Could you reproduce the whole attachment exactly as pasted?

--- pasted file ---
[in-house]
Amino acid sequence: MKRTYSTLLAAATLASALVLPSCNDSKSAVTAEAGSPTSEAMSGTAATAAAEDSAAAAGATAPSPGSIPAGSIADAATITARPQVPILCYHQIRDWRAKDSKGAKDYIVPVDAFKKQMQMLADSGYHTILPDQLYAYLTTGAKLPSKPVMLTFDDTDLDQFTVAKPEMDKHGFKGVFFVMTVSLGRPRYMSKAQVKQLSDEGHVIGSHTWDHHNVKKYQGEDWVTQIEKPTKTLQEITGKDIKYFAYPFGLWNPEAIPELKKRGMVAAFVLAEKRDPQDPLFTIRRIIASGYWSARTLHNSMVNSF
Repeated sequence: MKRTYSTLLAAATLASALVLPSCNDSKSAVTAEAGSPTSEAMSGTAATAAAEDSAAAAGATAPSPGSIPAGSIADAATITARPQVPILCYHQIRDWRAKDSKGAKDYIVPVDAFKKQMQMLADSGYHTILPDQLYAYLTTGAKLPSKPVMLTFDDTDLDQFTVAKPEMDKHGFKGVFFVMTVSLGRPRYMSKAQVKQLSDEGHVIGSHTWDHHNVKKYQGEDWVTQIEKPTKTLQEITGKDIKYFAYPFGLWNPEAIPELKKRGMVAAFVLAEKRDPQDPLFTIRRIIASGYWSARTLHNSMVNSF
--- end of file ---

[in-house]
Amino acid sequence: MKRTYSTLLAAATLASALVLPSCNDSKSAVTAEAGSPTSEAMSGTAATAAAEDSAAAAGATAPSPGSIPAGSIADAATITARPQVPILCYHQIRDWRAKDSKGAKDYIVPVDAFKKQMQMLADSGYHTILPDQLYAYLTTGAKLPSKPVMLTFDDTDLDQFTVAKPEMDKHGFKGVFFVMTVSLGRPRYMSKAQVKQLSDEGHVIGSHTWDHHNVKKYQGEDWVTQIEKPTKTLQEITGKDIKYFAYPFGLWNPEAIPELKKRGMVAAFVLAEKRDPQDPLFTIRRIIASGYWSARTLHNSMVNSF
Repeated sequence: MKRTYSTLLAAATLASALVLPSCNDSKSAVTAEAGSPTSEAMSGTAATAAAEDSAAAAGATAPSPGSIPAGSIADAATITARPQVPILCYHQIRDWRAKDSKGAKDYIVPVDAFKKQMQMLADSGYHTILPDQLYAYLTTGAKLPSKPVMLTFDDTDLDQFTVAKPEMDKHGFKGVFFVMTVSLGRPRYMSKAQVKQLSDEGHVIGSHTWDHHNVKKYQGEDWVTQIEKPTKTLQEITGKDIKYFAYPFGLWNPEAIPELKKRGMVAAFVLAEKRDPQDPLFTIRRIIASGYWSARTLHNSMVNSF